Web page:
Two Invisible Hands

A famous theory in economics is “the Invisible Hand” by Adam Smith. Smith said that if people follow their own interests it leads to an efficient use of society’s resources. Despite the “human comprehension is so limited” said Smith, the individual can serve other people’s needs well beyond the scope of his intellectual capacity.

The best for everyone is that individuals seeks their own best, he reasoned, because the market is a dynamic system that strives for balance. Smith’s theory assumes that the free market creates a balance in resource allocation. It may be so, but it also seeks to expand. There are strong fluctuations in the global economy because the capital movements are self-reinforcing. The global market players have different strengths. When a strong player invests in a market the expectations rises and a lot of investors follows. A stock market crash is preceded by an unsustainable expansion. In a share bubble the factors that create balance – independence and diversity– are gone.

Adam Smith’s theory of the Invisible Hand does not count with factors outside the economic system. The theory excludes natural resources like wild animals and plants. I think we should assume that they also want a place to live, to eat and reproduce. They cannot express their interest in the market, because they have no money to shop for.  Evolution has favored animals and plants that specialize in different things. Different species will find different niches in nature, which means that they do not compete for the same resources. If you can talk about the Invisible Hand’s principle in Biology, it has led to a diversity and richness of species.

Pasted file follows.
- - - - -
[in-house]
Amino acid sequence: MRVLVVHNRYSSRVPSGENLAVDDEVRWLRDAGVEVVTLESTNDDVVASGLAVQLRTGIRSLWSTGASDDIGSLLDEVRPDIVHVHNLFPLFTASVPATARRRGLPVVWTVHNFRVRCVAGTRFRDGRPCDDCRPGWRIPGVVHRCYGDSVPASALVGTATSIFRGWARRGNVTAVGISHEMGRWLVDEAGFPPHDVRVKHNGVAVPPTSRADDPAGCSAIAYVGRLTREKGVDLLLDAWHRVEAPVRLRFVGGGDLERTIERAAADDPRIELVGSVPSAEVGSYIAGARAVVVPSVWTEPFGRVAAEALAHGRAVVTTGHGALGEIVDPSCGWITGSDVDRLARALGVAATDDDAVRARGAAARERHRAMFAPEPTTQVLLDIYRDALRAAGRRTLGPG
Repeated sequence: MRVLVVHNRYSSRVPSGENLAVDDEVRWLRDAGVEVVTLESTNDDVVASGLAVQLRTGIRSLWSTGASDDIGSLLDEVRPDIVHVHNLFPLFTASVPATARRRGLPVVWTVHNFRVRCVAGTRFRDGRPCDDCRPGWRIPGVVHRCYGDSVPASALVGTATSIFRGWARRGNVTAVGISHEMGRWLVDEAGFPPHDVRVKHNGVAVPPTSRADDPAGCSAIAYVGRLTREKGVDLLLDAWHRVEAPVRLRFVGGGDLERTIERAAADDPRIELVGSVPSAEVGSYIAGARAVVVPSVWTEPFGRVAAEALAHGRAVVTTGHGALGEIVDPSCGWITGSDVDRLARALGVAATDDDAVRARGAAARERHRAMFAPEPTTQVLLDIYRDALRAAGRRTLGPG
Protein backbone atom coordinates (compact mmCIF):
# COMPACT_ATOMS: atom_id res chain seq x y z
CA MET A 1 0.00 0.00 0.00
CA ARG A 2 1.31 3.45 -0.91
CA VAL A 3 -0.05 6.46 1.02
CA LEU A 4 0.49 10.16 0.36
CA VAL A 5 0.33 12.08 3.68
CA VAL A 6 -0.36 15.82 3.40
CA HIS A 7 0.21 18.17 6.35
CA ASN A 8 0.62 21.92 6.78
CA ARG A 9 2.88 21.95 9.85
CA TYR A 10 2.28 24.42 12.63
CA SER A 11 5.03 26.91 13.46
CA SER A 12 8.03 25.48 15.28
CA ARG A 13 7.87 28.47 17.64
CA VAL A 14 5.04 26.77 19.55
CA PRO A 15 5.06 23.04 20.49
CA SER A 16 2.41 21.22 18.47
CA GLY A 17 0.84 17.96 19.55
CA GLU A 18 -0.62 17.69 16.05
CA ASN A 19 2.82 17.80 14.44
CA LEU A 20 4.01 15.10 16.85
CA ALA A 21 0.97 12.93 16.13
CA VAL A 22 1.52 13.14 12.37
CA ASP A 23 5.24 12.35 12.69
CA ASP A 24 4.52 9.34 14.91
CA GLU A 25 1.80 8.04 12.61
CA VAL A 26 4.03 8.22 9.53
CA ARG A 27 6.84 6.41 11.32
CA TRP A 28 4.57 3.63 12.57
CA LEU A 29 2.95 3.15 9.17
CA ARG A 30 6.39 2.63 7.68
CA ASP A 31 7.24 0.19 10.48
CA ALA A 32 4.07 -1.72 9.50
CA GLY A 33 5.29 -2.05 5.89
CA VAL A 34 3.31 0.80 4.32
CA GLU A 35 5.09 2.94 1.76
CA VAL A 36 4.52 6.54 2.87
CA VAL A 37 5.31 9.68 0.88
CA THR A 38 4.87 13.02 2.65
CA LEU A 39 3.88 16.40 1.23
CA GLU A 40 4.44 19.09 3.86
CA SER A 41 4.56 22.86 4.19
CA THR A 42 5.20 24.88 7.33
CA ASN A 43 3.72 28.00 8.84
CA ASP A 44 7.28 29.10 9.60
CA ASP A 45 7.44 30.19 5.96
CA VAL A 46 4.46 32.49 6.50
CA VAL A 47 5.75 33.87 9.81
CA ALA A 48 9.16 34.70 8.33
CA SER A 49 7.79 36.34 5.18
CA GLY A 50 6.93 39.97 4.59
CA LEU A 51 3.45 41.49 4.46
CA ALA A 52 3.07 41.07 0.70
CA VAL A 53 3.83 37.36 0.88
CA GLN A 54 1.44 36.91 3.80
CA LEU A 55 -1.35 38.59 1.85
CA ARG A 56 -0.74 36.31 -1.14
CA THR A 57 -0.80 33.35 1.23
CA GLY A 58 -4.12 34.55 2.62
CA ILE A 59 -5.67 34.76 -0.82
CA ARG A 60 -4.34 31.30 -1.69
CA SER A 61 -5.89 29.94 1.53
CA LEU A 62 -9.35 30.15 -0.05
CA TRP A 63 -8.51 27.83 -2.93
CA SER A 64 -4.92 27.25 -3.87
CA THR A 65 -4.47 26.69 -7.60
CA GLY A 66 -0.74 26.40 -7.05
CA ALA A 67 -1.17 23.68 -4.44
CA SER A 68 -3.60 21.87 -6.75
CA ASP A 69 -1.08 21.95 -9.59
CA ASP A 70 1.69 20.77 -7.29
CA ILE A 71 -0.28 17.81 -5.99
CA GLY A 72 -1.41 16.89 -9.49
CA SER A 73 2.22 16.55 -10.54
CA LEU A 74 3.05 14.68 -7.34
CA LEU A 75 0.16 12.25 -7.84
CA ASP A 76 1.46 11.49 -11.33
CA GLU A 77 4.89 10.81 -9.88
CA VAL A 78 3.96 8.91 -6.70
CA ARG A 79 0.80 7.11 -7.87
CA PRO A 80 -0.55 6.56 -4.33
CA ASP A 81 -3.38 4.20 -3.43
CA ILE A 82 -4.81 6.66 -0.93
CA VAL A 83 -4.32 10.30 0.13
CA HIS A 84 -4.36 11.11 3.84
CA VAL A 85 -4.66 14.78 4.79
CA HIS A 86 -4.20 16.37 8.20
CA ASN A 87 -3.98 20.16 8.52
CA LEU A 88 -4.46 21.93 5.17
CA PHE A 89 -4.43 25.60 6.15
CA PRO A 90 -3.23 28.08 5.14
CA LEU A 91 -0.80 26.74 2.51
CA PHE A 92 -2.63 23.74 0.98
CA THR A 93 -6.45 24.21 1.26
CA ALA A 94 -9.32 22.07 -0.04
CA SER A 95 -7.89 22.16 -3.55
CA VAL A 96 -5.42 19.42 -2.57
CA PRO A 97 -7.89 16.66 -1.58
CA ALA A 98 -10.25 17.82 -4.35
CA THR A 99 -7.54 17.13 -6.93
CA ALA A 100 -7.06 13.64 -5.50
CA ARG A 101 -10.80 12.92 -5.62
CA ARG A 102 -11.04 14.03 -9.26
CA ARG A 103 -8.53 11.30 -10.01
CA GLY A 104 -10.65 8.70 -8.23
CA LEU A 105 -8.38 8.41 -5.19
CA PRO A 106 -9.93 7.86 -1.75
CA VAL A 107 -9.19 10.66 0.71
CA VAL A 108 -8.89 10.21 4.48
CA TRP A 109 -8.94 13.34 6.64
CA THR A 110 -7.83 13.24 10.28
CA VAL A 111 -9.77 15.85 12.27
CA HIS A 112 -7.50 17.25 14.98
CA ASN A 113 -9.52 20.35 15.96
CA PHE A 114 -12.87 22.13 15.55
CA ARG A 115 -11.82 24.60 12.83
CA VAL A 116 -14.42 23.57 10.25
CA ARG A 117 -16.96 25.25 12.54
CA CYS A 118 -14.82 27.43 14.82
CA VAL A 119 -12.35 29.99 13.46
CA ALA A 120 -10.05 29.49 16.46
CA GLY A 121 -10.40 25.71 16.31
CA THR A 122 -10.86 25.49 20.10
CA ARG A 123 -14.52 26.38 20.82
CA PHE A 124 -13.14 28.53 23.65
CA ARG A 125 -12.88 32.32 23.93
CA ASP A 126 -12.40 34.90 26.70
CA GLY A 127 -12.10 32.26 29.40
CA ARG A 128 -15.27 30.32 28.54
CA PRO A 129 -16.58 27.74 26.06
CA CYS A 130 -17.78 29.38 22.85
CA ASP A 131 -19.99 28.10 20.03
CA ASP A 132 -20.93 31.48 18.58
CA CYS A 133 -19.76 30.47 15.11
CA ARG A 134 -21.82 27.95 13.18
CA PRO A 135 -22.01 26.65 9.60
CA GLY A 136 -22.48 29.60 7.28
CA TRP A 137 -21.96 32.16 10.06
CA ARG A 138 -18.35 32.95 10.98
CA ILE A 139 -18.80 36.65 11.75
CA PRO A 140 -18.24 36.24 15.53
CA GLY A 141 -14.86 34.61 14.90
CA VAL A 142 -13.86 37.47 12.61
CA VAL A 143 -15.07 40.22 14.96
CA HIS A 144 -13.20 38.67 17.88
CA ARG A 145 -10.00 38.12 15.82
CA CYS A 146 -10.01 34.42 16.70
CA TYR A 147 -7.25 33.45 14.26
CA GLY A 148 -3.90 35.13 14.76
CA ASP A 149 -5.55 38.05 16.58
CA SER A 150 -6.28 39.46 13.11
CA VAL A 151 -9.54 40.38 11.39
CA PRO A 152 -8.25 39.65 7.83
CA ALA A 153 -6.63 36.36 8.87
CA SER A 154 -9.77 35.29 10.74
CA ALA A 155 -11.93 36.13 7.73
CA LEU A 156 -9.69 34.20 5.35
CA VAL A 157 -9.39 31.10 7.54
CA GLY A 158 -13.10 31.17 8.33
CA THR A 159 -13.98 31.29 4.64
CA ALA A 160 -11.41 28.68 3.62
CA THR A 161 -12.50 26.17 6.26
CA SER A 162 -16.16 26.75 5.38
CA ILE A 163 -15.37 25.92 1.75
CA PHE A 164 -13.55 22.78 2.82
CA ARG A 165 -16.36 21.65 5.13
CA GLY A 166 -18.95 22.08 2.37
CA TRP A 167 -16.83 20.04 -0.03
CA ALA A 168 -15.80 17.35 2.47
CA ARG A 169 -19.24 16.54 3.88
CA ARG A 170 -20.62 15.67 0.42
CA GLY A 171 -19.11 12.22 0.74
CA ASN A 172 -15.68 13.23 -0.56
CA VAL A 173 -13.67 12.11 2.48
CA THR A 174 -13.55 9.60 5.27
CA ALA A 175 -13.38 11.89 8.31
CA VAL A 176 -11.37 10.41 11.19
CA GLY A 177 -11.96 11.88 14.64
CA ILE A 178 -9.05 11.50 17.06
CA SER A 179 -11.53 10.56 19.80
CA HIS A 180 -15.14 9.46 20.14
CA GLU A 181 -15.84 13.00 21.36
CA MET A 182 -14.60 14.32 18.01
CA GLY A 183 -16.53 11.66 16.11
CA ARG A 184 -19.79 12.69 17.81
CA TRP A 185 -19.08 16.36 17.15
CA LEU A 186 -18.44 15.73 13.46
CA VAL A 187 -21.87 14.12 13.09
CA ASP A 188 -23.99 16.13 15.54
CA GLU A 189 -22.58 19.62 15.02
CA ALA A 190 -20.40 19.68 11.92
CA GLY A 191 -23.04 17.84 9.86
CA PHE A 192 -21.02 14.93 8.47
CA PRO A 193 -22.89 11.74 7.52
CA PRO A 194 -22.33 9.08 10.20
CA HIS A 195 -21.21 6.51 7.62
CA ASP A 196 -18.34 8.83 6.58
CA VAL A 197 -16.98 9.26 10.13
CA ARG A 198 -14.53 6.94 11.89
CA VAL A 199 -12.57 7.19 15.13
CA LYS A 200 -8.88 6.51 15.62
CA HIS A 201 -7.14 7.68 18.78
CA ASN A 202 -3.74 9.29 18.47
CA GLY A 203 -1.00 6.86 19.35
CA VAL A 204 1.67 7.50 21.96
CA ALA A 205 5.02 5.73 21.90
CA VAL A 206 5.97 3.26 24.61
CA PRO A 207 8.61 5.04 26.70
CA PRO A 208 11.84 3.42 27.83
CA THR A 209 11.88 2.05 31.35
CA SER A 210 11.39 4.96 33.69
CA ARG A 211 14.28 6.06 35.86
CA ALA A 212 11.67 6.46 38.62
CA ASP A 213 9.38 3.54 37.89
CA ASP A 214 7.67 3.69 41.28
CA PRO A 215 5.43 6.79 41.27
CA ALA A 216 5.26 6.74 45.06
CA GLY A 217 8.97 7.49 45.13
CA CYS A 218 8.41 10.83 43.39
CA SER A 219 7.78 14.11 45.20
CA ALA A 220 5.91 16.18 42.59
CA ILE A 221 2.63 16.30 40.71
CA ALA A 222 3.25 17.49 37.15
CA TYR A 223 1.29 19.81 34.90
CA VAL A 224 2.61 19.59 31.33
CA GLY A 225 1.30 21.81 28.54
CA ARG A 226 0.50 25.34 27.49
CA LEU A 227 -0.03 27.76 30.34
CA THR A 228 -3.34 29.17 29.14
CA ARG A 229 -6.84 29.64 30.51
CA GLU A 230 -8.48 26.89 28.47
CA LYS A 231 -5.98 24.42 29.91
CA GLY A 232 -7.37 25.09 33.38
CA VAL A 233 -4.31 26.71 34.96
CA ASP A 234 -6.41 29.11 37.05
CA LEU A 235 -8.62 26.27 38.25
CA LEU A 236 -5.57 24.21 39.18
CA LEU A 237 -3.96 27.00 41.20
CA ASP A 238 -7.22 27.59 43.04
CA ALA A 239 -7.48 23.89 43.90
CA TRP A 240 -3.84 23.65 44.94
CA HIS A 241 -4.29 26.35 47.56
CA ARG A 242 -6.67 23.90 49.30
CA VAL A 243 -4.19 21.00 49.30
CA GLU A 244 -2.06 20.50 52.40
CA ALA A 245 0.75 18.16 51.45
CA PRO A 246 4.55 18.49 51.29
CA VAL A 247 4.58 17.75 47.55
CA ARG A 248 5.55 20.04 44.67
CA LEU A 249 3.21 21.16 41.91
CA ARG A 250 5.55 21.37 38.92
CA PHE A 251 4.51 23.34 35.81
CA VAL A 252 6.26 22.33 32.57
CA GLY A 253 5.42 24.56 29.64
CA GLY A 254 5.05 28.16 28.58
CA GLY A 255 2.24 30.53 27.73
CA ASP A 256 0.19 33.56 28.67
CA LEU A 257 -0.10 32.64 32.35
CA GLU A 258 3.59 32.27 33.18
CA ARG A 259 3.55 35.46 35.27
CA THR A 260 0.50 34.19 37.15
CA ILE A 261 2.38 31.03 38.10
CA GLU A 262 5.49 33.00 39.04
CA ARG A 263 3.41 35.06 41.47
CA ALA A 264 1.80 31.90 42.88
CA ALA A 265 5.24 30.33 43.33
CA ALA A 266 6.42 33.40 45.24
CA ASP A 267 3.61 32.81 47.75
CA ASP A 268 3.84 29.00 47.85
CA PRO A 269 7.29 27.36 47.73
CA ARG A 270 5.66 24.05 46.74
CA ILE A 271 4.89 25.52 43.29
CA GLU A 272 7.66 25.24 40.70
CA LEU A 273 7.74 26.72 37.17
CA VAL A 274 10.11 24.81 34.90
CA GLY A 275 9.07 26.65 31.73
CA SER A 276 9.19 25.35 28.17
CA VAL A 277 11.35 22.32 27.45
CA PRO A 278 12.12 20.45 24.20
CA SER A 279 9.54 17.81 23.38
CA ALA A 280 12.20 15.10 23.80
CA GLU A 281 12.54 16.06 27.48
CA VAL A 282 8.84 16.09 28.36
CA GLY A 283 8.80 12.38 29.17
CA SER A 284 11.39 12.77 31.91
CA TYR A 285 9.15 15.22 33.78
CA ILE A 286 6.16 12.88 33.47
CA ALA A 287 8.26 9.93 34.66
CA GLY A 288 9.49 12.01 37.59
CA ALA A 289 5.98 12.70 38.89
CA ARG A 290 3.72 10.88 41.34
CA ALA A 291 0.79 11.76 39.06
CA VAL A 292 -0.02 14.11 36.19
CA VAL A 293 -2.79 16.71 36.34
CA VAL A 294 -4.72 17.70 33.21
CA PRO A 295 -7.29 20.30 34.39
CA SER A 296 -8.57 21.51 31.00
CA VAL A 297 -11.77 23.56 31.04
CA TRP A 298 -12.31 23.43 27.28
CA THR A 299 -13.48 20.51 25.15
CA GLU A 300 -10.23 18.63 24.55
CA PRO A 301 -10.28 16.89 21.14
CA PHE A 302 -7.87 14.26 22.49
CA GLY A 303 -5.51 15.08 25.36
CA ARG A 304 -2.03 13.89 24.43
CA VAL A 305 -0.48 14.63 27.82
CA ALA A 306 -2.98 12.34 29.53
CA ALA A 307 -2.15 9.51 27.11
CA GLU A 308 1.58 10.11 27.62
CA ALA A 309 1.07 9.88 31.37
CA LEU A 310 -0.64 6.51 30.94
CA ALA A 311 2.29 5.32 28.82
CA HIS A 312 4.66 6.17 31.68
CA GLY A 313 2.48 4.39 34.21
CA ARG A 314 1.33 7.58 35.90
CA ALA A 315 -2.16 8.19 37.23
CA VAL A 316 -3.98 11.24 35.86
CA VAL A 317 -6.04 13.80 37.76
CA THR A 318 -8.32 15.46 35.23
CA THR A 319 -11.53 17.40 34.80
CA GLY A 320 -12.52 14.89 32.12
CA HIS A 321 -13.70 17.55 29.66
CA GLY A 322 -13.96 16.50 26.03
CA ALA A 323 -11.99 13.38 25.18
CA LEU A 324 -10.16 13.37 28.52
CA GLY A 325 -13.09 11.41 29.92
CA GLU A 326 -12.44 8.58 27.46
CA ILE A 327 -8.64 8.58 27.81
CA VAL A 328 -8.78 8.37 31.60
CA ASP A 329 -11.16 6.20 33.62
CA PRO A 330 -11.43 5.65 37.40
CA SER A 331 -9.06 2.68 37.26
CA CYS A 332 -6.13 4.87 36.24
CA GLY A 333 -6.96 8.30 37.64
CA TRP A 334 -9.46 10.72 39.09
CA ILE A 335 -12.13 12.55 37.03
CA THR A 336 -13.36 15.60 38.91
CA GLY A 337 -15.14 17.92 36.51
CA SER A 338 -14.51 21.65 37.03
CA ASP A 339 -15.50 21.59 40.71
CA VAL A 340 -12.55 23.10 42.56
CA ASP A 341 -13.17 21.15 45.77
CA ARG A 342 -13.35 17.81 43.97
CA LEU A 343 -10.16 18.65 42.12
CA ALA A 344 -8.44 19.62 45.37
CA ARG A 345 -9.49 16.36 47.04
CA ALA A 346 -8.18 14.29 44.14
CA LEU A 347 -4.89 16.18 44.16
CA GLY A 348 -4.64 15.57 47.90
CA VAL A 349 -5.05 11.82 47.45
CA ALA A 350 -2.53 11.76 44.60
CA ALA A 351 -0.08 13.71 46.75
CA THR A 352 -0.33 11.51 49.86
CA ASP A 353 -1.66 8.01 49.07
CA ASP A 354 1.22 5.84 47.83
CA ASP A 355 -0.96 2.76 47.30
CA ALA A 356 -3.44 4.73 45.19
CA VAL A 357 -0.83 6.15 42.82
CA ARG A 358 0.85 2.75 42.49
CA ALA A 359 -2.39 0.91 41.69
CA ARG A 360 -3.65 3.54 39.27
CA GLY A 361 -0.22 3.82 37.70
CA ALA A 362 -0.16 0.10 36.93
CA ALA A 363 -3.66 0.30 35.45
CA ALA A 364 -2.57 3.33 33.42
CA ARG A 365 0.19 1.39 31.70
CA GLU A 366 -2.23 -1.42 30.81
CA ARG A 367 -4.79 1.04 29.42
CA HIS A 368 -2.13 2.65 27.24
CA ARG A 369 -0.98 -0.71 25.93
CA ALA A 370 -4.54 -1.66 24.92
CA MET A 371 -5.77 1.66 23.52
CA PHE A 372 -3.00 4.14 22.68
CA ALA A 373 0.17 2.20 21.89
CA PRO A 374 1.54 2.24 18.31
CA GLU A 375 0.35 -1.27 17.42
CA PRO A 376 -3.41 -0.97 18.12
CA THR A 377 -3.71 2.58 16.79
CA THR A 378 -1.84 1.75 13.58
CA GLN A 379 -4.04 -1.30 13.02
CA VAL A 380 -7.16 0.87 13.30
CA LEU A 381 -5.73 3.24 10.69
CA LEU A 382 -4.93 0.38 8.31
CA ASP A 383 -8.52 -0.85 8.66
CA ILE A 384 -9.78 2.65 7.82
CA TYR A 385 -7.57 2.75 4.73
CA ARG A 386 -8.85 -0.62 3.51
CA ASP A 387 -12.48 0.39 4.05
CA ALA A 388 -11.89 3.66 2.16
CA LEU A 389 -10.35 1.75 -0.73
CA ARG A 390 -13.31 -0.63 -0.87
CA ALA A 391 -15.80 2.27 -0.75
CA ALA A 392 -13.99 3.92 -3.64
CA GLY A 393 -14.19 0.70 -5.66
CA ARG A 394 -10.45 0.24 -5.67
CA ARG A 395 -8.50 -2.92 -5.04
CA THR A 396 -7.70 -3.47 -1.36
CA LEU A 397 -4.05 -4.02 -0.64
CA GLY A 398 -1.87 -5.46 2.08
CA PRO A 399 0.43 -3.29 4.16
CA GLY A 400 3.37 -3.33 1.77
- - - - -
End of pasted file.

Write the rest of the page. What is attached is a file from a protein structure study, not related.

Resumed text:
We are also a kind of animal, but we are not specialized in the same way. We compete with almost all other species and we spread ourselves at their expense. The Invisible Hand in economy has changed the balance in the ecosystem by single-mindedly focus on human expansion and growth.

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Dynamical systems strive for equilibrium. Equilibrium means that the system’s elements are in balance, that no part dominates to much over the others. But the expansive financial forces are now stronger than the political forces that should decide the rules of the market.

A market needs ground rules. We must distinguish between making the rules and following the rules. Making rules is a matter of policy, playing by the rules is a task for the market. We need a clear division of roles between policy and market, between the creating of rules and playing by them.

In collective decision-making we could also adopt Adam Smith´s principle. It would be interesting to see what the invisible hand’s principle could achieve in politics. Today we have much more influence as consumers than as citizens. The individual take economical decisions every day, but political decisions only at Election days.

If another “Invisible Hand” shows up in politics, we would have two invisible hands: One hand that creates rules and another that plays – one hand that takes and one that gives. I assume it would lead to a better balance.

2 Responses to “Two Invisible Hands”

  1. Erdem Says:

    “If another “Invisible Hand” shows up in politics, we would have two invisible hands: One hand that creates rules and another that plays – one hand that takes and one that gives. I assume it would lead to a better balance.”

    => what if the invisible hand that plays is creating the rules for itself – given these rules are subject to a vote by all?

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